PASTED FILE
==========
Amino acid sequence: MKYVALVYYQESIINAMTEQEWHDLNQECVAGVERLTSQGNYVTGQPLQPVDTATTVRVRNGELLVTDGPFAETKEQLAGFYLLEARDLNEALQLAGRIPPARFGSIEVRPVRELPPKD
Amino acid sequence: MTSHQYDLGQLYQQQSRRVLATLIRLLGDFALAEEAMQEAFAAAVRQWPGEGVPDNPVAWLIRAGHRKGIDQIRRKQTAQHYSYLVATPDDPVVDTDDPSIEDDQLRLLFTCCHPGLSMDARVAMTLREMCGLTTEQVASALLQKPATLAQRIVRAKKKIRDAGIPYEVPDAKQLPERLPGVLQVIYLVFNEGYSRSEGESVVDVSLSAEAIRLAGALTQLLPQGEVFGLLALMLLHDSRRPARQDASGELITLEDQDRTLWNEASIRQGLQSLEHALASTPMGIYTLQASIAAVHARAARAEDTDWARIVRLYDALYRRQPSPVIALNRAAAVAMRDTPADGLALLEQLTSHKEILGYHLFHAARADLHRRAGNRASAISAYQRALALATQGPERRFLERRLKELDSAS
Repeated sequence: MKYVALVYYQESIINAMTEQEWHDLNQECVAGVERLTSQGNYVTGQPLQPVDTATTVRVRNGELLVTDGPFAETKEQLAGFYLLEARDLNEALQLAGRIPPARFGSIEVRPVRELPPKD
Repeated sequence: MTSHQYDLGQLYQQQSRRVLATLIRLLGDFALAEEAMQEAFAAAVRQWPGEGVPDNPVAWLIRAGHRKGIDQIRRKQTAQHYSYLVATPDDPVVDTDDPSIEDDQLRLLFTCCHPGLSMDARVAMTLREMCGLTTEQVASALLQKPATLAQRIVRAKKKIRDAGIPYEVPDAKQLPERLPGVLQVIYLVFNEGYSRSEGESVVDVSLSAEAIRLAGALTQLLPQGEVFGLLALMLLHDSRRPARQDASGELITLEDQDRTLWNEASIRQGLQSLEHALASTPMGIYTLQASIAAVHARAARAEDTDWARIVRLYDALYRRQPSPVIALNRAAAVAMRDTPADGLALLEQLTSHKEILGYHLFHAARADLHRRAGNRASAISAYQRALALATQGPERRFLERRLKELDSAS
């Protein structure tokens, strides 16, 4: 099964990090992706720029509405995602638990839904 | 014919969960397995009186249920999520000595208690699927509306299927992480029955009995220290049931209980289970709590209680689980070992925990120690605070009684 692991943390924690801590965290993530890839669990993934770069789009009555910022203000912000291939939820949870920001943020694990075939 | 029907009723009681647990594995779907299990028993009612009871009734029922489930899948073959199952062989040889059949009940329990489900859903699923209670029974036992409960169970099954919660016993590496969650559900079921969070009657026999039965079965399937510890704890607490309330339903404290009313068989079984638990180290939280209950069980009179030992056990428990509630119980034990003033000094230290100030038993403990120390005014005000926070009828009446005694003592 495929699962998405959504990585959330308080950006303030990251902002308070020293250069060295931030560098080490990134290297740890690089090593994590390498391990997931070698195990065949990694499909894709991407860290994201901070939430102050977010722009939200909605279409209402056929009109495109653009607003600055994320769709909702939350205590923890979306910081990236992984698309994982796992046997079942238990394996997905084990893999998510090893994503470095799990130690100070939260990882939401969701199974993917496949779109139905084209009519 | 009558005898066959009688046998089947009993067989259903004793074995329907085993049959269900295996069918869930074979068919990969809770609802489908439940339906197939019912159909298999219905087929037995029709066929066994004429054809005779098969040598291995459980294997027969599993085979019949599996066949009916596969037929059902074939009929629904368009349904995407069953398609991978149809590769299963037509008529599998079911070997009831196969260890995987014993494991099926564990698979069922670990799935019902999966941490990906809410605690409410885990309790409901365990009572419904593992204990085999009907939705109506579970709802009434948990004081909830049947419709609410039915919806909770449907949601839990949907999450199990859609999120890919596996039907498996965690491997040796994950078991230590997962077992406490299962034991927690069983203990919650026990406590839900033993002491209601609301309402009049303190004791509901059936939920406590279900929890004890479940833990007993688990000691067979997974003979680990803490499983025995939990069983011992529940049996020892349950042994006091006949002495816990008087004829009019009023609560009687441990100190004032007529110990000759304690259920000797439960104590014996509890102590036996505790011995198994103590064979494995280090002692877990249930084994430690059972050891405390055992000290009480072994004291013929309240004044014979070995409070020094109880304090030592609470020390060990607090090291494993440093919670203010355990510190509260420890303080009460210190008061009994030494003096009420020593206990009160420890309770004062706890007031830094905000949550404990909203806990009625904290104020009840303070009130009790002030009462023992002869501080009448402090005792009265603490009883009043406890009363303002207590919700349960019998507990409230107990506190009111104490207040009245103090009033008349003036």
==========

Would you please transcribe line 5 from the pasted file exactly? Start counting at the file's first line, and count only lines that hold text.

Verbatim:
């Protein structure tokens, strides 16, 4: 099964990090992706720029509405995602638990839904 | 014919969960397995009186249920999520000595208690699927509306299927992480029955009995220290049931209980289970709590209680689980070992925990120690605070009684 692991943390924690801590965290993530890839669990993934770069789009009555910022203000912000291939939820949870920001943020694990075939 | 029907009723009681647990594995779907299990028993009612009871009734029922489930899948073959199952062989040889059949009940329990489900859903699923209670029974036992409960169970099954919660016993590496969650559900079921969070009657026999039965079965399937510890704890607490309330339903404290009313068989079984638990180290939280209950069980009179030992056990428990509630119980034990003033000094230290100030038993403990120390005014005000926070009828009446005694003592 495929699962998405959504990585959330308080950006303030990251902002308070020293250069060295931030560098080490990134290297740890690089090593994590390498391990997931070698195990065949990694499909894709991407860290994201901070939430102050977010722009939200909605279409209402056929009109495109653009607003600055994320769709909702939350205590923890979306910081990236992984698309994982796992046997079942238990394996997905084990893999998510090893994503470095799990130690100070939260990882939401969701199974993917496949779109139905084209009519 | 009558005898066959009688046998089947009993067989259903004793074995329907085993049959269900295996069918869930074979068919990969809770609802489908439940339906197939019912159909298999219905087929037995029709066929066994004429054809005779098969040598291995459980294997027969599993085979019949599996066949009916596969037929059902074939009929629904368009349904995407069953398609991978149809590769299963037509008529599998079911070997009831196969260890995987014993494991099926564990698979069922670990799935019902999966941490990906809410605690409410885990309790409901365990009572419904593992204990085999009907939705109506579970709802009434948990004081909830049947419709609410039915919806909770449907949601839990949907999450199990859609999120890919596996039907498996965690491997040796994950078991230590997962077992406490299962034991927690069983203990919650026990406590839900033993002491209601609301309402009049303190004791509901059936939920406590279900929890004890479940833990007993688990000691067979997974003979680990803490499983025995939990069983011992529940049996020892349950042994006091006949002495816990008087004829009019009023609560009687441990100190004032007529110990000759304690259920000797439960104590014996509890102590036996505790011995198994103590064979494995280090002692877990249930084994430690059972050891405390055992000290009480072994004291013929309240004044014979070995409070020094109880304090030592609470020390060990607090090291494993440093919670203010355990510190509260420890303080009460210190008061009994030494003096009420020593206990009160420890309770004062706890007031830094905000949550404990909203806990009625904290104020009840303070009130009790002030009462023992002869501080009448402090005792009265603490009883009043406890009363303002207590919700349960019998507990409230107990506190009111104490207040009245103090009033008349003036």